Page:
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. Iran's Khamenei to US: nuclear programme is none of your business
TEHRAN (AFP) May 01, 2005
Iran's supreme leader Ayatollah Ali Khamenei said on Sunday in comments apparently directed at the United States that the Islamic republic's nuclear programme was "none of your business".

In a speech carried on state television, the all-powerful Khamenei also said that the June presidential election would not bring any change to Iran's determination to press on with its controversial atomic actvities.

"The shameless arrogance and rudeness has gone so far that it has given rise to such comments that Iran does not need nuclear technology. This is none of your business," he told a gathering in the southern city of Kerman.

"You do not have the right to judge if a nation needs nuclear energy or not," he said.

His comments came the day after Iran said it was unhappy with the progress of nuclear negotiations with Britain, France and Germany, and warned it may resume uranium conversion activities next week in defiance of a key agreement.

Uranium conversion -- or turning raw uranium into a gas to be fed into centrifuges for the enrichment process -- is covered by a freeze agreed to by Iran in November 2004 as a confidence-building measure.

That deal that kick-started a series of talks with the so-called EU-3 that are aimed at easing international fears the Islamic republic is seeking an enrichment capacity so it could also produce an atomic bomb.

The EU, backed by the United States, wants Iran to halt all nuclear fuel cycle activities. In return, it is offering a package of trade, security and technology incentives.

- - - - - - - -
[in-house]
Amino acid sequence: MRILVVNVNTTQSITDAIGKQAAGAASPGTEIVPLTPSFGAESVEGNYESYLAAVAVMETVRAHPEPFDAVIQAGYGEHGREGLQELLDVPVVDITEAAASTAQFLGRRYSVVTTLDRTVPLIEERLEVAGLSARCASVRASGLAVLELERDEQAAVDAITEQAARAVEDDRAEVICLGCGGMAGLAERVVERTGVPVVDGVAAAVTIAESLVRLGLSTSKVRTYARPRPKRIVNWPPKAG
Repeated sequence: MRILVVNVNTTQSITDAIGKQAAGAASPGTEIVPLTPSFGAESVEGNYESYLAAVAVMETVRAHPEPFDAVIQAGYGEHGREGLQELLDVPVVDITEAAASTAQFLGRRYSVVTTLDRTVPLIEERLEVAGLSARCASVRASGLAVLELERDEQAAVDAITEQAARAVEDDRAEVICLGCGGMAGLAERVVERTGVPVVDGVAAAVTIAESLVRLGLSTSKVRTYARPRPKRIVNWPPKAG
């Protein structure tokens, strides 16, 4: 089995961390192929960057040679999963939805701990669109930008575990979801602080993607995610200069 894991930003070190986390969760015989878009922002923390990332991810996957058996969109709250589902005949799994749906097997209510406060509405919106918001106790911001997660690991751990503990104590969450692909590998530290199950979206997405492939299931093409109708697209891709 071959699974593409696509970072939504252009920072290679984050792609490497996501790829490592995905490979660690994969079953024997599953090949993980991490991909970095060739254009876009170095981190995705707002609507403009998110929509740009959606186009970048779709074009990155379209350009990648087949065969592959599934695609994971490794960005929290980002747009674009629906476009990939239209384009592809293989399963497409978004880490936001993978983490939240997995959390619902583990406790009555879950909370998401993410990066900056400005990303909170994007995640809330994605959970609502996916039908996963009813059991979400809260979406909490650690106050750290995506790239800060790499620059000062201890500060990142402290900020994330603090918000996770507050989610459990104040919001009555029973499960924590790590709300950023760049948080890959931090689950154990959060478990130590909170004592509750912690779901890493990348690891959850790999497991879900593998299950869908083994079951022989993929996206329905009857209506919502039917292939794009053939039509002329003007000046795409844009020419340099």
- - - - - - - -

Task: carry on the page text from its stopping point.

But after the latest round of talks in London on Friday ended without an agreement, Iran accused the Europeans of trying to drag out the talks in order to prolong the suspension. However if Iran carries through its most serious challenge yet of the EU deal, it risks being hauled before the UN Security Council for possible sanctions.

EU diplomats have also said they hoped a longer-term deal with Iran may be possible after the June 17 presidential election, when the regime could put an end to its reformist-hardline tensions and find it easier to deal with the West.

But this idea was dismissed by Khamenei, who has the final say on all matters of state.

"The spokespersons of the arrogant power say they are waiting for Iran's elections to be carried out and then they will decide on the issue of peaceful nuclear energy in Iran. But what have Iran's elections got to do with you?" Khamenei said.

"Anyone who is chosen by this people as the president will not want to move against the national interests, and the people would not allow this either," he added.

"What the US says is 'submit to our domination, our intervention, our presence and our grip over your country and resources, and if not, we will accuse you of terrorism and of being against human rights'," Khamenei said.

But he added that Iran "will stand against anyone who threatens our independence, identity, national interests... and will punch them in the mouth."

Iran has said repeatedly that its enrichment suspension is temporary and voluntary, as it insists on its right under the nuclear Non-Proliferation Treaty to conduct nuclear activities for peaceful purposes.

The country insists it only wants to generate nuclear power in order to meet increased domestic energy demands and reduce its dependence on oil and gas -- a vital source of hard currency.

It has been subject to more than two years of investigations by the International Atomic Energy Agency, which has discovered plenty of suspicious nuclear activity but no "smoking gun" that proves a weapons drive.

All rights reserved. 2005 Agence France-Presse. Sections of the information displayed on this page (dispatches, photographs, logos) are protected by intellectual property rights owned by Agence France-Presse. As a consequence, you may not copy, reproduce, modify, transmit, publish, display or in any way commercially exploit any of the content of this section without the prior written consent of Agence France-Presse.

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